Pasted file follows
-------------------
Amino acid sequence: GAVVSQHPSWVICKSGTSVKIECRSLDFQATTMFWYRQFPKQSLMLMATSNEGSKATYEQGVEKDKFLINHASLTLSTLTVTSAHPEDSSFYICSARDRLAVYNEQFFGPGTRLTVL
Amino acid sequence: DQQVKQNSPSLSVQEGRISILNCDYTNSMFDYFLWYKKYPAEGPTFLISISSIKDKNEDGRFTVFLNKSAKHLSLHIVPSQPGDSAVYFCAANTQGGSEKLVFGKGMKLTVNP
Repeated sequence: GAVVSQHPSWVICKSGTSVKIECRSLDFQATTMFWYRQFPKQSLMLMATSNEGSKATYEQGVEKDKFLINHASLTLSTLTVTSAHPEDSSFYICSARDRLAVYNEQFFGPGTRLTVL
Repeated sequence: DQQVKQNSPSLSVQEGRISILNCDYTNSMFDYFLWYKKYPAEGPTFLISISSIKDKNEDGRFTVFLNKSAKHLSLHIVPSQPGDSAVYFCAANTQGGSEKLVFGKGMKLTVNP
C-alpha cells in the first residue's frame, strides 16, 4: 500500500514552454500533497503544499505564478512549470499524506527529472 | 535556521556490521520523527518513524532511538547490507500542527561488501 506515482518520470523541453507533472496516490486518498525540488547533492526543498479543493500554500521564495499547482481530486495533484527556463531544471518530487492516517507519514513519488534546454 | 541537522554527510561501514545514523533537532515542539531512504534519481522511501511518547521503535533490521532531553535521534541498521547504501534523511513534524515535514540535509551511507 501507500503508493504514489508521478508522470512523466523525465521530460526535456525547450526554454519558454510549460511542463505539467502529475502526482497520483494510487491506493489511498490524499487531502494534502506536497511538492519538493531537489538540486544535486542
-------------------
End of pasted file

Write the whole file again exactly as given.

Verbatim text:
Amino acid sequence: GAVVSQHPSWVICKSGTSVKIECRSLDFQATTMFWYRQFPKQSLMLMATSNEGSKATYEQGVEKDKFLINHASLTLSTLTVTSAHPEDSSFYICSARDRLAVYNEQFFGPGTRLTVL
Amino acid sequence: DQQVKQNSPSLSVQEGRISILNCDYTNSMFDYFLWYKKYPAEGPTFLISISSIKDKNEDGRFTVFLNKSAKHLSLHIVPSQPGDSAVYFCAANTQGGSEKLVFGKGMKLTVNP
Repeated sequence: GAVVSQHPSWVICKSGTSVKIECRSLDFQATTMFWYRQFPKQSLMLMATSNEGSKATYEQGVEKDKFLINHASLTLSTLTVTSAHPEDSSFYICSARDRLAVYNEQFFGPGTRLTVL
Repeated sequence: DQQVKQNSPSLSVQEGRISILNCDYTNSMFDYFLWYKKYPAEGPTFLISISSIKDKNEDGRFTVFLNKSAKHLSLHIVPSQPGDSAVYFCAANTQGGSEKLVFGKGMKLTVNP
C-alpha cells in the first residue's frame, strides 16, 4: 500500500514552454500533497503544499505564478512549470499524506527529472 | 535556521556490521520523527518513524532511538547490507500542527561488501 506515482518520470523541453507533472496516490486518498525540488547533492526543498479543493500554500521564495499547482481530486495533484527556463531544471518530487492516517507519514513519488534546454 | 541537522554527510561501514545514523533537532515542539531512504534519481522511501511518547521503535533490521532531553535521534541498521547504501534523511513534524515535514540535509551511507 501507500503508493504514489508521478508522470512523466523525465521530460526535456525547450526554454519558454510549460511542463505539467502529475502526482497520483494510487491506493489511498490524499487531502494534502506536497511538492519538493531537489538540486544535486542